The ‘apology’ that will be made when the federal government next sits is ultimately possible because in Christ, God has already confessed humanity’s sins and forgiven all parties. To say ‘sorry’ is to take up Christ’s invitation to us to ‘participate in that forgiveness that he has realised vicariously on our behalf’. It is, as Alan presses, to participate in a triune event of forgiveness in which the Father sends the Son, who, by the Spirit, forgives. And, it is to participate by the Spirit, in the action of the last Adam on behalf of humanity, to the joy of the Father. Whether or not the Australian Government (or Governor-General), those of the Stolen Generation (and their families/nations), and all Aussies (even Faris QC) know that this is what it means to say ‘Sorry’ and ‘Receive the forgiveness of sins’ does not undermine the reality that the very human actions of confession and forgiveness are at the heart of what it means to be imago dei, and to participate in the ministry of the Triune God in our maimed and besmirched world.

‘For he himself is our peace, who has made us both one and has broken down in his flesh the dividing wall of hostility’ (Eph 2:14).

‘See to it’, therefore, ‘that no one takes you captive by philosophy and empty deceit, according to human tradition, according to the elemental spirits of the world, and not according to Christ. For in him the whole fullness of deity dwells bodily, and you have been filled in him, who is the head of all rule and authority. In him also you were circumcised with a circumcision made without hands, by putting off the body of the flesh, by the circumcision of Christ, having been buried with him in baptism, in which you were also raised with him through faith in the powerful working of God, who raised him from the dead. And you, who were dead in your trespasses and the uncircumcision of your flesh, God made alive together with him, having forgiven us all our trespasses, by canceling the record of debt that stood against us with its legal demands. This he set aside, nailing it to the cross. He disarmed the rulers and authorities and put them to open shame, by triumphing over them in him’. (Col 2:8-15)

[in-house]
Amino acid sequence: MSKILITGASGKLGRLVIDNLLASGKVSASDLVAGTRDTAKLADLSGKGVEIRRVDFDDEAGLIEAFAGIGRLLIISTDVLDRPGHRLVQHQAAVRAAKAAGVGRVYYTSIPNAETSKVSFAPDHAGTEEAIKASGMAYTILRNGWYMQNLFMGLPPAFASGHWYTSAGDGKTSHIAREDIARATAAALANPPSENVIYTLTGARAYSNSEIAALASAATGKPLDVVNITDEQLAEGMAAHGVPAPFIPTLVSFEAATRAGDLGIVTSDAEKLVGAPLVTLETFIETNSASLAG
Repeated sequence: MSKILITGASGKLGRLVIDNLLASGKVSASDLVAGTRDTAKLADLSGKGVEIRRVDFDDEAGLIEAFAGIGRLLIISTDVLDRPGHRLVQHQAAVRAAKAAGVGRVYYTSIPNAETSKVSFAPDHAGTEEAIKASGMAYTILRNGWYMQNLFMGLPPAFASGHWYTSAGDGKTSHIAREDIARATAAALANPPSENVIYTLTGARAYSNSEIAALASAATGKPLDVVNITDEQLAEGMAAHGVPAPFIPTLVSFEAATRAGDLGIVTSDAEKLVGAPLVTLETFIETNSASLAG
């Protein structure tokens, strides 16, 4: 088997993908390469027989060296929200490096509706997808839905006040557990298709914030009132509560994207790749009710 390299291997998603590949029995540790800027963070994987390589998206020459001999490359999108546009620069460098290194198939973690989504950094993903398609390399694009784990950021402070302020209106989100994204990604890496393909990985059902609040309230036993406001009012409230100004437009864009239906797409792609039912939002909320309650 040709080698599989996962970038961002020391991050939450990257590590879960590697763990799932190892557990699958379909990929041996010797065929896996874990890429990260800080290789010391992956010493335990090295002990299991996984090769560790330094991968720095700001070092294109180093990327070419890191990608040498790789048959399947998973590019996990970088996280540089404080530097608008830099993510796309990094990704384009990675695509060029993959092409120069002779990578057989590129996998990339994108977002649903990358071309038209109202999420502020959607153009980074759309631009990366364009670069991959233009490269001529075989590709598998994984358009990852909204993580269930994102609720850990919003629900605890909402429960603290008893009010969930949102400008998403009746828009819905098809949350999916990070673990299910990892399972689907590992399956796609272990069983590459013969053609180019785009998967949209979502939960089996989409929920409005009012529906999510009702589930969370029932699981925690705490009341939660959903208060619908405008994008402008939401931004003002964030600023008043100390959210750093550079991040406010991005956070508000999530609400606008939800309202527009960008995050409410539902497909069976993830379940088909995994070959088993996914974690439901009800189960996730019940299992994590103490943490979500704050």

The state of philosophy

Over here, As a profession, is philosophy in a better or worse state than it was in 1997?’ Among the responses is Alasdair MacIntyre’s:

If the philosophy published between 1907 and 1967 were to vanish without a trace, it would be an intellectual catastrophe.  If the philosophy published between 1967 and 1997 were to vanish without trace, it would be a very serious loss.  If the philosophy published between 1997 and 2007 were to vanish similarly, it would matter a little, but not that much.

Because I think Forsyth hit a nail on the head when he urged that we ‘think in centuries’, wouldn’t a better question be, ‘As a profession, is philosophy in a better or worse state than it was in 1897?’, or for us now, ‘in 1908’?

I don’t read a lot of contemporary philosophy so I can’t really offer much by way of opinion (though I do have my hunches) but I’d love to hear your thoughts.

On a related track, Bertrand Russell reckons that ‘The point of philosophy is to start with something so simple as not to seem worth stating, and to end with something so paradoxical that no one will believe it’. … mmm seems too simple to be true …

Looking Up From the Gutter: Philosophy and Popular Culture

‘Is this new wave of philosophers exploiting pop culture in the service of philosophical inquiry? What can Dylan’s lyrics tell us about our concepts of God? What can Monty Python teach us about epistemology?’, asks Stephen Asma. He makes a case that ‘cultural-studies scholars may balk, claiming that, in the hands of philosophers, popular culture is not being analyzed on its own terms, but is being used only to get at perennial intellectual issues of epistemology, metaphysics, and ethics. That’s probably true, but pop-culture philosophers are unapologetic’.

In this article, Stephen T. Asma, Professor of philosophy at Columbia College Chicago, argues that ‘despite the hurdles of making philosophy popular (and pop culture more philosophical), there is still plenty of room to make it more enjoyable. And here the new publishing trend is definitely resonating with the next generation of philosophers. Old-school philosophers may see pop culture as a gutter, but I believe it was Oscar Wilde (or was it Chrissie Hynde, of the Pretenders?) who said, “We are all of us in the gutter, but some of us are looking at the stars.”Popular culture may be a filthy gutter, but philosophers can still lie there and look at the stars’. Read the full article here. It’s good fun, but now I think it’s time to listen to some Bach! Anyone for a bash of St. John’s Passion?